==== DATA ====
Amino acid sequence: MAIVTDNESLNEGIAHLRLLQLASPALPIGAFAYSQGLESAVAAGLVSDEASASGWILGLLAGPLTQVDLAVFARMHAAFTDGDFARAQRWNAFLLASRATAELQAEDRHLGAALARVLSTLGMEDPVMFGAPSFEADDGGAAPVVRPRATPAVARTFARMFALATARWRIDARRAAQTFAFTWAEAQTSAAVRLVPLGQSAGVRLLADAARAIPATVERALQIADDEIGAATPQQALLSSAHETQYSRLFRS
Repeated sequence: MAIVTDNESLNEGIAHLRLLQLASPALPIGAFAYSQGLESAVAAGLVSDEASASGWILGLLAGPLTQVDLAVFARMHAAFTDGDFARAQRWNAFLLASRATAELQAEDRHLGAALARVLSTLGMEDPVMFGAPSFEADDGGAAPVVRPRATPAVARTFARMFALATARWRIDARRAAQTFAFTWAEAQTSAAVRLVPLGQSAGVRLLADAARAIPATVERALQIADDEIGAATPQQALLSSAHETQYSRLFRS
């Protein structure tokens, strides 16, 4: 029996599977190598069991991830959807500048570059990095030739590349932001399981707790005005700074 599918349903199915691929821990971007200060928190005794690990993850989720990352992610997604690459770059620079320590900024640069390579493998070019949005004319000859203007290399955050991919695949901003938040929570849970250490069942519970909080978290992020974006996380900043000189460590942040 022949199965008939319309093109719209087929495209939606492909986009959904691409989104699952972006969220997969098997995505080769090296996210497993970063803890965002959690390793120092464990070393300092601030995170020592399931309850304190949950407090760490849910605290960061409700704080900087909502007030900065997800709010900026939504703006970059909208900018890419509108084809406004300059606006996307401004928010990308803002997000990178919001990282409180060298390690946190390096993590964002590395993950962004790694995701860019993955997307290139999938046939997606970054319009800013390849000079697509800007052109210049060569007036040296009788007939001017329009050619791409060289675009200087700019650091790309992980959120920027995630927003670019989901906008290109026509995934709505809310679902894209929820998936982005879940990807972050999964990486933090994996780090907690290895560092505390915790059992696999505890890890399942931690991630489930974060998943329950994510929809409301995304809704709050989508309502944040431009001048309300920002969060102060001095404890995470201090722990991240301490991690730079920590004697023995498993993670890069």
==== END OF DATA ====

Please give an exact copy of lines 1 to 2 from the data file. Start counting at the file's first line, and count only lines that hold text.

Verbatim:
Amino acid sequence: MAIVTDNESLNEGIAHLRLLQLASPALPIGAFAYSQGLESAVAAGLVSDEASASGWILGLLAGPLTQVDLAVFARMHAAFTDGDFARAQRWNAFLLASRATAELQAEDRHLGAALARVLSTLGMEDPVMFGAPSFEADDGGAAPVVRPRATPAVARTFARMFALATARWRIDARRAAQTFAFTWAEAQTSAAVRLVPLGQSAGVRLLADAARAIPATVERALQIADDEIGAATPQQALLSSAHETQYSRLFRS
Repeated sequence: MAIVTDNESLNEGIAHLRLLQLASPALPIGAFAYSQGLESAVAAGLVSDEASASGWILGLLAGPLTQVDLAVFARMHAAFTDGDFARAQRWNAFLLASRATAELQAEDRHLGAALARVLSTLGMEDPVMFGAPSFEADDGGAAPVVRPRATPAVARTFARMFALATARWRIDARRAAQTFAFTWAEAQTSAAVRLVPLGQSAGVRLLADAARAIPATVERALQIADDEIGAATPQQALLSSAHETQYSRLFRS